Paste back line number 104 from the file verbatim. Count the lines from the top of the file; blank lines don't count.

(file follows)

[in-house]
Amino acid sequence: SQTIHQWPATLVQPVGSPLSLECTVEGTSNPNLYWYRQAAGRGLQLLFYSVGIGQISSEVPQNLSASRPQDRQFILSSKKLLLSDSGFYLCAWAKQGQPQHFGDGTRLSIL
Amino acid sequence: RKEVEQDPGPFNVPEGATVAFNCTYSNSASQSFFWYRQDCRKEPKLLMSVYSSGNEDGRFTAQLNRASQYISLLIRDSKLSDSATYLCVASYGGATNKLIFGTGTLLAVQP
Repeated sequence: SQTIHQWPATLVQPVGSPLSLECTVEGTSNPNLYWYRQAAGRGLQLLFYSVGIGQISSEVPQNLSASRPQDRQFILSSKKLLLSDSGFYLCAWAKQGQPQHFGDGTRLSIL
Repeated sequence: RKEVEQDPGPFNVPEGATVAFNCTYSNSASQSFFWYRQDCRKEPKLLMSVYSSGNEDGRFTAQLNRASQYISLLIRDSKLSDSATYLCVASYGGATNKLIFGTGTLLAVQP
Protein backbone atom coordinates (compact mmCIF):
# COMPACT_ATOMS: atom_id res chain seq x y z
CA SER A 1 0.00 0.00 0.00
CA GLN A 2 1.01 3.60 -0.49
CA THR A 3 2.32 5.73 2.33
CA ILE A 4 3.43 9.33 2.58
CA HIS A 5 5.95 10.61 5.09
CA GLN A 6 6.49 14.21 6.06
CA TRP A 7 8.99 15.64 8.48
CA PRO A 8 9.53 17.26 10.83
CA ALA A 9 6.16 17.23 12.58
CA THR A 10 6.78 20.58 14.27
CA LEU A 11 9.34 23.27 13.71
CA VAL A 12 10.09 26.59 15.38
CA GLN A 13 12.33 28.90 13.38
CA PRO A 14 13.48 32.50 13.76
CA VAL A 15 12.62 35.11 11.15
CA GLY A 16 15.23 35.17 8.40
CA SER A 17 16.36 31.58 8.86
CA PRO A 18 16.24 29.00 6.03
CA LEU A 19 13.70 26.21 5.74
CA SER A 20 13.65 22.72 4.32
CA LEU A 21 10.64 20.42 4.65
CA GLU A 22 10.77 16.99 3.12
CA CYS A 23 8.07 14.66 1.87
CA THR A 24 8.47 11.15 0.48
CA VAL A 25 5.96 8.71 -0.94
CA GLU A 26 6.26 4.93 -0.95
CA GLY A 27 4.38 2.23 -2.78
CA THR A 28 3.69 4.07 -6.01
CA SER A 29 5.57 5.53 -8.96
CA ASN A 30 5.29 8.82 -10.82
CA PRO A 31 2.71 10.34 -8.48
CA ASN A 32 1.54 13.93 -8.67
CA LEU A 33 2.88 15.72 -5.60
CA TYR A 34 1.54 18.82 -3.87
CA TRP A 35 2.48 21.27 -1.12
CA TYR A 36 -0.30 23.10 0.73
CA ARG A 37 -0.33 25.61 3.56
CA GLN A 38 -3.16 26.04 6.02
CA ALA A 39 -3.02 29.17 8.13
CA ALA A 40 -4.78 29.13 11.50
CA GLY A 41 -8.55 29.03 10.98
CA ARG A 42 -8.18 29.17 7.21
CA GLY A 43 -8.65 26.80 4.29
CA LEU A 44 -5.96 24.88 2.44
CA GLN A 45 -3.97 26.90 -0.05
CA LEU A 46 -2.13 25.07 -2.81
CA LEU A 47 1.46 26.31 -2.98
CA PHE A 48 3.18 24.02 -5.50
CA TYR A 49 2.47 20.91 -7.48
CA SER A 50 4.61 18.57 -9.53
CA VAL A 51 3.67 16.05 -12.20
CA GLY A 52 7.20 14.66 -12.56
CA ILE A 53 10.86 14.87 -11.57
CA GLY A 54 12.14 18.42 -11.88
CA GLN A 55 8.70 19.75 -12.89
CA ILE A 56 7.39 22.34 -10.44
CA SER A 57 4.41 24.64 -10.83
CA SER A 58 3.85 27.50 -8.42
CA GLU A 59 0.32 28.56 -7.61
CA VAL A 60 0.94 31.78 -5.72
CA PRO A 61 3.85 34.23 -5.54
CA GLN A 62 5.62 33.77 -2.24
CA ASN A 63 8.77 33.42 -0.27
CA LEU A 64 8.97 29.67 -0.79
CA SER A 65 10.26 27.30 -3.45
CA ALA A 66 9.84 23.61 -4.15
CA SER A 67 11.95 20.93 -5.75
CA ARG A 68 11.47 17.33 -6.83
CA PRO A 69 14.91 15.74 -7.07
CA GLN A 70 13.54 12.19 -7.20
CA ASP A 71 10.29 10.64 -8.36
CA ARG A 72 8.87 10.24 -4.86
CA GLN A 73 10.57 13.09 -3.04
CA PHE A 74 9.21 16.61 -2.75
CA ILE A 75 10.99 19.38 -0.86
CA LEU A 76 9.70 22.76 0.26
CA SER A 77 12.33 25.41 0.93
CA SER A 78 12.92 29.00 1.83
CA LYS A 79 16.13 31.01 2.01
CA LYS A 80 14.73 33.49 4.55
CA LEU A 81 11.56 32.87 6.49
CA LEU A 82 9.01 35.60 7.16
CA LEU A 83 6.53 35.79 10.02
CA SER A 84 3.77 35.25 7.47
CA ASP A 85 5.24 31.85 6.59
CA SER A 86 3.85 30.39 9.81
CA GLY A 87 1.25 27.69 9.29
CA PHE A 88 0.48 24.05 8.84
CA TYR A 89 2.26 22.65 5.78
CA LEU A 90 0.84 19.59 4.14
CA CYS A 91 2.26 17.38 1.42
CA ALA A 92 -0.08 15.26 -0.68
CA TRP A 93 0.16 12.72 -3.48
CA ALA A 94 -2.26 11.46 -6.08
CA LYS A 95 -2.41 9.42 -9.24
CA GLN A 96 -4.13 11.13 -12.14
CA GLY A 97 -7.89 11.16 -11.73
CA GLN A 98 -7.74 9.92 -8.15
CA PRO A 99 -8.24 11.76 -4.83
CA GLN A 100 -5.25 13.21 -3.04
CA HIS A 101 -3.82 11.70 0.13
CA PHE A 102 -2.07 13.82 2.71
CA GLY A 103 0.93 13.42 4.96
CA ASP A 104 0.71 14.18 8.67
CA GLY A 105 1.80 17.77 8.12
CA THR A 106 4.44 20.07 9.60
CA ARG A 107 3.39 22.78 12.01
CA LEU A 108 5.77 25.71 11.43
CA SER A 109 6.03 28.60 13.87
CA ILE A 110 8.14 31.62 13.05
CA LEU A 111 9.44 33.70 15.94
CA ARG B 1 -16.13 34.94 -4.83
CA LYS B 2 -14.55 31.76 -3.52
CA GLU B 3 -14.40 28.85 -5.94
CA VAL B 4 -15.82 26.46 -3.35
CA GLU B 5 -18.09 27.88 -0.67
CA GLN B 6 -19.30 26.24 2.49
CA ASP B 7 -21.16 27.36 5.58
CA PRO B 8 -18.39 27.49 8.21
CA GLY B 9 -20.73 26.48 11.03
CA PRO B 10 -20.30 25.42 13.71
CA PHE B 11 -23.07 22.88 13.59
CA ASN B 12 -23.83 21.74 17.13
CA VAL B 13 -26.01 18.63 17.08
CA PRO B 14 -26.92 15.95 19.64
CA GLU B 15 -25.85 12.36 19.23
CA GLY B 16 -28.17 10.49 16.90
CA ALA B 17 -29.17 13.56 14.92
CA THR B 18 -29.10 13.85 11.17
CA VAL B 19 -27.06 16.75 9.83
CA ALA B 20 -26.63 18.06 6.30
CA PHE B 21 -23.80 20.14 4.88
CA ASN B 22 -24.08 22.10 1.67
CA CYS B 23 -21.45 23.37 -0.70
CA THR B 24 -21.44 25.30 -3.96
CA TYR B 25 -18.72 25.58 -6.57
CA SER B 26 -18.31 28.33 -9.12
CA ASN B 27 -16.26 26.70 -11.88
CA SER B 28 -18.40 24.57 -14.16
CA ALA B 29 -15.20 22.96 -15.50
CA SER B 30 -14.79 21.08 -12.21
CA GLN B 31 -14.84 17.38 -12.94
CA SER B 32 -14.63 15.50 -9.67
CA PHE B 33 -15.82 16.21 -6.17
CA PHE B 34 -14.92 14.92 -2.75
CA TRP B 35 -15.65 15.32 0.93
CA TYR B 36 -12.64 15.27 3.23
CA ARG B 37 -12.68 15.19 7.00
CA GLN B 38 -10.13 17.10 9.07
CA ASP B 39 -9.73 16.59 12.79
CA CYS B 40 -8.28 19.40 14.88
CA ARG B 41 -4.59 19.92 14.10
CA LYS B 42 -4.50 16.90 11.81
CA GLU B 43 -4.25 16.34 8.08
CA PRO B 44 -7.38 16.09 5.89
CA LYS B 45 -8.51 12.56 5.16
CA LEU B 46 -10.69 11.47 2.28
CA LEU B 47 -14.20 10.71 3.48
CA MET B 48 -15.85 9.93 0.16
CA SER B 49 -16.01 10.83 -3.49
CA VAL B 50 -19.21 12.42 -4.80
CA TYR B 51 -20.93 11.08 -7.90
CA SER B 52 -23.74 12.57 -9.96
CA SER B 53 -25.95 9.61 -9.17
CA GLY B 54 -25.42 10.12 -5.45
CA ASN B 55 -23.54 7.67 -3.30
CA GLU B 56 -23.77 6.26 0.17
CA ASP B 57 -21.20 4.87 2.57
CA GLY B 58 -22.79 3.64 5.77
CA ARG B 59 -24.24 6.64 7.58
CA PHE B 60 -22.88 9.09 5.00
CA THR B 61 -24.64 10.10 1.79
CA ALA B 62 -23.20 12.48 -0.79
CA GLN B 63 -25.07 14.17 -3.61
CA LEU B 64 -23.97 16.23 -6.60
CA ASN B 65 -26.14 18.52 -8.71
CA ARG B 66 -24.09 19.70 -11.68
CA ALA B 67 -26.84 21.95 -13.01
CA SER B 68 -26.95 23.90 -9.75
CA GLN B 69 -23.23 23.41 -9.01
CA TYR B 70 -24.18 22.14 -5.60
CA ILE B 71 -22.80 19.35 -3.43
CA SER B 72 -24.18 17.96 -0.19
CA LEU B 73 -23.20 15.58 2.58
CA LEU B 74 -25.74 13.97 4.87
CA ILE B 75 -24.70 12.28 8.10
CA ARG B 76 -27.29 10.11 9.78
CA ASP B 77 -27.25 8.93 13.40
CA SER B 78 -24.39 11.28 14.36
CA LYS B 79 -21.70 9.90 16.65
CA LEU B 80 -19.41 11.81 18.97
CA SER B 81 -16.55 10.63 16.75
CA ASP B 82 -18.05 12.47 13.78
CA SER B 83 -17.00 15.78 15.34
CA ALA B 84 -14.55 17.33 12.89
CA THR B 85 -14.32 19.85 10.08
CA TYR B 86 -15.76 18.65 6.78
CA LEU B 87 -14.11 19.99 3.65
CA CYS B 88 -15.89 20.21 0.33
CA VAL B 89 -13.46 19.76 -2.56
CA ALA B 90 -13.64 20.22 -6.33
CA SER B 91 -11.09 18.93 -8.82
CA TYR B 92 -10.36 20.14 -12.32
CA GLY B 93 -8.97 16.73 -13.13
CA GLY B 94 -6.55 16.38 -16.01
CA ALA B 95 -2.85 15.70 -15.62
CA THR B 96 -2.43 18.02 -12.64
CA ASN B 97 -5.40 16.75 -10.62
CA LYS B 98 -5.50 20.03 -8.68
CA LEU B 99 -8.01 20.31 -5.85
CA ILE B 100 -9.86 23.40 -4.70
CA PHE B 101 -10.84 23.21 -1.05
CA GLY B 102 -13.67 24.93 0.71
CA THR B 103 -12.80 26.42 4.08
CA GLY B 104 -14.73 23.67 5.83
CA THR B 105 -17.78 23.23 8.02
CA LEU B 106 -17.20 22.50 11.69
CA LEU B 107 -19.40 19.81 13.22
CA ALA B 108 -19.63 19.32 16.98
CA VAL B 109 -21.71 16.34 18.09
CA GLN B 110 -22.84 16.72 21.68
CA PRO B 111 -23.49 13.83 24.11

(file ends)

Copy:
CA GLY A 97 -7.89 11.16 -11.73